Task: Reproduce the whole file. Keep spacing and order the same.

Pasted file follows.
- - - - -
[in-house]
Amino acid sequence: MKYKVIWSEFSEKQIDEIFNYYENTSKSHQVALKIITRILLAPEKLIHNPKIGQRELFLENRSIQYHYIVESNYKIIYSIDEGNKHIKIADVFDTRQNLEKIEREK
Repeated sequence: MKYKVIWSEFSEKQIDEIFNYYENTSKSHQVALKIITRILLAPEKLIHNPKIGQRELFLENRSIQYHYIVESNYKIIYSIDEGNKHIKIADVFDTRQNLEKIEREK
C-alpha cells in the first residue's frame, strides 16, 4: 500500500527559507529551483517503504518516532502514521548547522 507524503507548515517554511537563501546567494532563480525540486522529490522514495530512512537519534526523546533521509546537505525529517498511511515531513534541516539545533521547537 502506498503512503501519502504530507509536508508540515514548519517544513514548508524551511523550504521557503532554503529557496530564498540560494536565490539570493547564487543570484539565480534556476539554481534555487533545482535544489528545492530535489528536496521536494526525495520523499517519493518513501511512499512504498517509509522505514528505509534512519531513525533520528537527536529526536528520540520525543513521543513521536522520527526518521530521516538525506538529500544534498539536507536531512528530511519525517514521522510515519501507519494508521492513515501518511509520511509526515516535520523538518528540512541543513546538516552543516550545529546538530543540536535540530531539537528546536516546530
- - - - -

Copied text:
[in-house]
Amino acid sequence: MKYKVIWSEFSEKQIDEIFNYYENTSKSHQVALKIITRILLAPEKLIHNPKIGQRELFLENRSIQYHYIVESNYKIIYSIDEGNKHIKIADVFDTRQNLEKIEREK
Repeated sequence: MKYKVIWSEFSEKQIDEIFNYYENTSKSHQVALKIITRILLAPEKLIHNPKIGQRELFLENRSIQYHYIVESNYKIIYSIDEGNKHIKIADVFDTRQNLEKIEREK
C-alpha cells in the first residue's frame, strides 16, 4: 500500500527559507529551483517503504518516532502514521548547522 507524503507548515517554511537563501546567494532563480525540486522529490522514495530512512537519534526523546533521509546537505525529517498511511515531513534541516539545533521547537 502506498503512503501519502504530507509536508508540515514548519517544513514548508524551511523550504521557503532554503529557496530564498540560494536565490539570493547564487543570484539565480534556476539554481534555487533545482535544489528545492530535489528536496521536494526525495520523499517519493518513501511512499512504498517509509522505514528505509534512519531513525533520528537527536529526536528520540520525543513521543513521536522520527526518521530521516538525506538529500544534498539536507536531512528530511519525517514521522510515519501507519494508521492513515501518511509520511509526515516535520523538518528540512541543513546538516552543516550545529546538530543540536535540530531539537528546536516546530